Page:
242 It has been experimentally estimated by \citet{Warner_Weiss_1985} as a function of temperature  
     242It has been experimentally estimated by \citet{warner_1985} as a function of temperature  
    243243and salinity: 
    244244 
     
    363363where $\Rq_{\textrm{ref}}$ is a reference ratio. For the purpose of ocean ventilation studies $\Rq_{\textrm{ref}}$ is set to one. 
    364364 
    365 Here we adopt the approach of \cite{Fiadeiro_1982} and \cite{Toggweiler_al_1989a,Toggweiler_al_1989b} in which  the ratio $\Rq$ is transported rather than the individual concentrations C and $\cq$. 
    366 This approach calls for a strong assumption, i.e., that of a homogeneous and constant dissolved inorganic carbon (DIC) field \citep{Toggweiler_al_1989a,Mouchet_2013}. While in terms of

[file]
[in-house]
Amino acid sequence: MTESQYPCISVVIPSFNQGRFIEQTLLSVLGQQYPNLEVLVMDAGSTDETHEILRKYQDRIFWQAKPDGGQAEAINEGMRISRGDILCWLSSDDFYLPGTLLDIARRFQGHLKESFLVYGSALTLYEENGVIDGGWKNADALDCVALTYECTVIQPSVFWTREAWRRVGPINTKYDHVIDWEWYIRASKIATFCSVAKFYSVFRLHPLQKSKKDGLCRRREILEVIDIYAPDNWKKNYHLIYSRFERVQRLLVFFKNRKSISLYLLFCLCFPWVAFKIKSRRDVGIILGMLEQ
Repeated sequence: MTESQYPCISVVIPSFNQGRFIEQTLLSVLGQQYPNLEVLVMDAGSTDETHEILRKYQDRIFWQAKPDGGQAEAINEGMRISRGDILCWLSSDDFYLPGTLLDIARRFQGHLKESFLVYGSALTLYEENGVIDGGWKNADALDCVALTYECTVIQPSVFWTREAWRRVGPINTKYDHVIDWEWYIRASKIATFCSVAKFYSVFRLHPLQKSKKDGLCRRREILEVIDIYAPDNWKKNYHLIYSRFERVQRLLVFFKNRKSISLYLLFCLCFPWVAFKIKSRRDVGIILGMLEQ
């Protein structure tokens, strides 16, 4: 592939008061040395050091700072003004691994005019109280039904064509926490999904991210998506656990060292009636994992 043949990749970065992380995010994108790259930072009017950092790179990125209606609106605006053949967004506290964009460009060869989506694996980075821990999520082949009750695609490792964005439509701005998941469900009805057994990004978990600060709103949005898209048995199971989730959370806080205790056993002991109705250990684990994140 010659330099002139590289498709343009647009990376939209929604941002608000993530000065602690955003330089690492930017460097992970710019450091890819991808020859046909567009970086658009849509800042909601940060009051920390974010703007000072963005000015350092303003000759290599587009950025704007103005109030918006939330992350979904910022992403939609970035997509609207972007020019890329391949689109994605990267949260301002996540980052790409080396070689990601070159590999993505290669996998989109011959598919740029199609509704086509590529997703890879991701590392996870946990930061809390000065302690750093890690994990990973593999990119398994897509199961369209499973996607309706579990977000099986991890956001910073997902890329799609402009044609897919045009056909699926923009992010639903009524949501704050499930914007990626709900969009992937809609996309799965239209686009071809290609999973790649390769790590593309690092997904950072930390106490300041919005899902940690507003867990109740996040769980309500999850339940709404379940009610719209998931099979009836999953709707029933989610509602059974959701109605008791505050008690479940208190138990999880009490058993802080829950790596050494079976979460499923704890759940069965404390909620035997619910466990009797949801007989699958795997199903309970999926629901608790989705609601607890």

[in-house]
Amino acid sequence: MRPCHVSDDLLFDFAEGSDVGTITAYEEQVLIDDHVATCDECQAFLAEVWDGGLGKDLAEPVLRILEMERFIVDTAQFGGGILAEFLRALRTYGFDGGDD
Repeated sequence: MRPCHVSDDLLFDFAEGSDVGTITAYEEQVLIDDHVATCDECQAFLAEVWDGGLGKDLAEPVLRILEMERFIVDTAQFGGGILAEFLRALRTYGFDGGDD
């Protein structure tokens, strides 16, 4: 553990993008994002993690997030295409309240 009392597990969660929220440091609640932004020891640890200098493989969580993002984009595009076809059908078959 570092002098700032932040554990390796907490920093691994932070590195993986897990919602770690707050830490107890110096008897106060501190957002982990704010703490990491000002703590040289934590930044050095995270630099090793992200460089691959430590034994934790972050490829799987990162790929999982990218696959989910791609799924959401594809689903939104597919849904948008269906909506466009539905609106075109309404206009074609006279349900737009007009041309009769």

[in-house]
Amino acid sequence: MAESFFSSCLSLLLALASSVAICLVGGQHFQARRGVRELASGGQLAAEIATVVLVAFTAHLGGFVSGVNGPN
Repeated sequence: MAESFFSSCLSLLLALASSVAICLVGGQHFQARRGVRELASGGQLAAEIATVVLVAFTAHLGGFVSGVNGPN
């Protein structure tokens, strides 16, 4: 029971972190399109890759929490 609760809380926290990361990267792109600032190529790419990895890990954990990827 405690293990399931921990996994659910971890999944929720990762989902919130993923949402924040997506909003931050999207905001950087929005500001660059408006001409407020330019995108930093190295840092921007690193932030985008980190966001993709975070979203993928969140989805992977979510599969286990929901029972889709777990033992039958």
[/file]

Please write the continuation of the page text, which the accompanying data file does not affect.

367 oceanic $\Dcq$, it yields similar results to approaches involving carbonate chemistry, it underestimates the bomb radiocarbon inventory because it assumes a constant air-sea $\cd$ disequilibrium (Mouchet, 2013). Yet, field reconstructions of the ocean bomb $\cq$ inventory are also biased low \citep{Naegler_2009} since they assume that the anthropogenic perturbation did not affect ocean DIC since the pre-bomb epoch. For these reasons, bomb $\cq$ inventories obtained with the present method are directly comparable to reconstructions based on field measurements. 
    368  
    369 This simplified approach also neglects the effects of fractionation (e.g.,  air-sea exchange) and of biological processes. Previous studies by \cite{Bacastow_MaierReimer_1990} and \cite{Joos_al_1997} resulted in nearly identical $\Dcq$ distributions among experiments considering biology or not.